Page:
Synopsis: Brothers encounter a summer storm.
Word Count: 460
A boom of thunder shook the house and a streak of lightning brightened the surrounding yard. The boy huddled against his older brother trying hard to hide his fright. He gulped loudly burying his head deeper into the crook of his brother’s elbow. The older sibling tightened his hold on the boy, smoothing the dark hair off his forehead. He murmured something soft to the boy, still stroking his hair gently.
The rain drummed on the roof, highlighted by the random crash of the thunder. The heat thickly surrounded the brothers, causing beads of perspiration to drip heavily from their brows and soak their thin shirts. Still, neither wished to let go of the other.
Another thunderous bang sounded from overhead. A yelp escaped the boy’s mouth. He glanced up at his older brother from under his eyebrows with a sheepish look. His protector just smiled.
“Do you hear that?” The oldest asked quietly. “The rain is playing a symphony, just for us.” His younger brother looked up, a quizzical look etched into his face.
“A symphony?” He asked. He cocked his head slightly to the side, straining his ears. “I don’t hear no music.”
“Don’t hear *any* music.” The older brother corrected. “Listen harder. Here, imagine the wind is like the woodwind section. Hear it blow through the tree leaves? It’s like a flute trill.”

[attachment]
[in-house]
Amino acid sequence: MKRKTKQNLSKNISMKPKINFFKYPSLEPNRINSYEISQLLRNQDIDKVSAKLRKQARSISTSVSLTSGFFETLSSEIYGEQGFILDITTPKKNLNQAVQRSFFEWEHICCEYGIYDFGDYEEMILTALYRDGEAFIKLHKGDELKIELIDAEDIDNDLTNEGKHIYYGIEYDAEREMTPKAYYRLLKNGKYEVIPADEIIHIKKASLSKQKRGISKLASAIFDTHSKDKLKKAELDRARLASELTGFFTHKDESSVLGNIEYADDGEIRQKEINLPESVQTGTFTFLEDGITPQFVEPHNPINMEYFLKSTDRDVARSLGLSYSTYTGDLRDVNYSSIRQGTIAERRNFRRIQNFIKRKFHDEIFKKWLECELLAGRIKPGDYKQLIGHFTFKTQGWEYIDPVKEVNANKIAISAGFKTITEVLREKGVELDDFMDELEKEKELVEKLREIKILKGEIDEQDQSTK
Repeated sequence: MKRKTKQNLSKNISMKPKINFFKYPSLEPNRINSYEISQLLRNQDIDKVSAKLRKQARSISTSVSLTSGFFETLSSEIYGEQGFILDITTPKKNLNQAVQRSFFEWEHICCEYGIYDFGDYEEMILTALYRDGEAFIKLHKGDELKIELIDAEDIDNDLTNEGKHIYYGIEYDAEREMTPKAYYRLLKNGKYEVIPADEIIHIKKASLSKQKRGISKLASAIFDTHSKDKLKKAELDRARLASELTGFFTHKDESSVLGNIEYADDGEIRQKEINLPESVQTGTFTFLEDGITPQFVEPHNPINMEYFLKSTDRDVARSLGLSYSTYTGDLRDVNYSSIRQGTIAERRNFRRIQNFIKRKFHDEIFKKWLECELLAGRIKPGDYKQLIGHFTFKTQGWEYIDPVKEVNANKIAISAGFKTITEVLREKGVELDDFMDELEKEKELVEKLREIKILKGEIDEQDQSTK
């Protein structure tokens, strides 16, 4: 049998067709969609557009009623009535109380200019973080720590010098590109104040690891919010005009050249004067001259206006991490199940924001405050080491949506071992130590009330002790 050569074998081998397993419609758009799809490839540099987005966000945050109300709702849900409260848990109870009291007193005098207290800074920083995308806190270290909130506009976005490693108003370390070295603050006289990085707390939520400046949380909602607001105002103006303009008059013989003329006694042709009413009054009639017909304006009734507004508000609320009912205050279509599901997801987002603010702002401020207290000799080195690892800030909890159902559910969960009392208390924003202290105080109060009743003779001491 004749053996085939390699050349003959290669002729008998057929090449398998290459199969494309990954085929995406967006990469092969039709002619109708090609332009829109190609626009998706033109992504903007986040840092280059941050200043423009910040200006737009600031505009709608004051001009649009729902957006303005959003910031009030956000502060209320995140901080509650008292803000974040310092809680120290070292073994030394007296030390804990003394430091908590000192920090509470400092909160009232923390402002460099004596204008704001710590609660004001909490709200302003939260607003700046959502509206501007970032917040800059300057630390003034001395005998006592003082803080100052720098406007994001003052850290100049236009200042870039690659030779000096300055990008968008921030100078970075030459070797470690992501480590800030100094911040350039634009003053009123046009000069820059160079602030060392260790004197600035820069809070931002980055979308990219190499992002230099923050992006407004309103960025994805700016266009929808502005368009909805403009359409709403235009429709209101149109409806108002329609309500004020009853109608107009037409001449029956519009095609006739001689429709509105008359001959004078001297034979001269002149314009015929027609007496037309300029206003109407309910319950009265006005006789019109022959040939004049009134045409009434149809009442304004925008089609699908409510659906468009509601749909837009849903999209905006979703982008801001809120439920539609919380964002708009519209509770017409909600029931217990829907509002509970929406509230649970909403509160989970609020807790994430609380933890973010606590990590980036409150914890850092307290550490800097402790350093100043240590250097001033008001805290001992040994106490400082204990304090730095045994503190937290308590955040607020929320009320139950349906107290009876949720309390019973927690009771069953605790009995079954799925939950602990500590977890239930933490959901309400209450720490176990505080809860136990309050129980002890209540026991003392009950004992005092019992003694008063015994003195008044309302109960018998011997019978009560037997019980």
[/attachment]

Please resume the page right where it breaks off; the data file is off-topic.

The boy closed his eyes. A smile moved across his face. “I hear it.”
“Then the rain falling on the porch, that’s like the brass. You can almost hear a fanfare from the trumpets.”
The boy shifted closer to his brother, listening hard for the sounds of the storm. The thunder began to rumble softer, holding the note for a few moments. He looked up, thinking quietly. “That’s the tubas and trombones, right?”
“That’s right, brother. The lower brass they’re called. They’re the deep undertones of the orchestra.” He paused for a moment to identify another sound. “Do you hear that faint ping? The raindrops on the roof falling off onto the tin?”
The younger brother nodded eagerly.
“That’s the lonely triangle playing his solo.”
The younger of the two giggled at the imagined sight of a triangle player crying because he was lonely, yet still playing on. He gave a satisfied sigh, drinking in the music of the storm. After a few moments, he pulled away slightly from his older brother and looked into his eyes.
“Thank you, brother.”
The older looked down at his young charge, enjoying the delight the boy was experiencing. Both settled back comfortably to where they had been before. Older Brother sighed contently, tightening his hold again on Younger Brother.
“Anytime, Benjamin. Anytime.”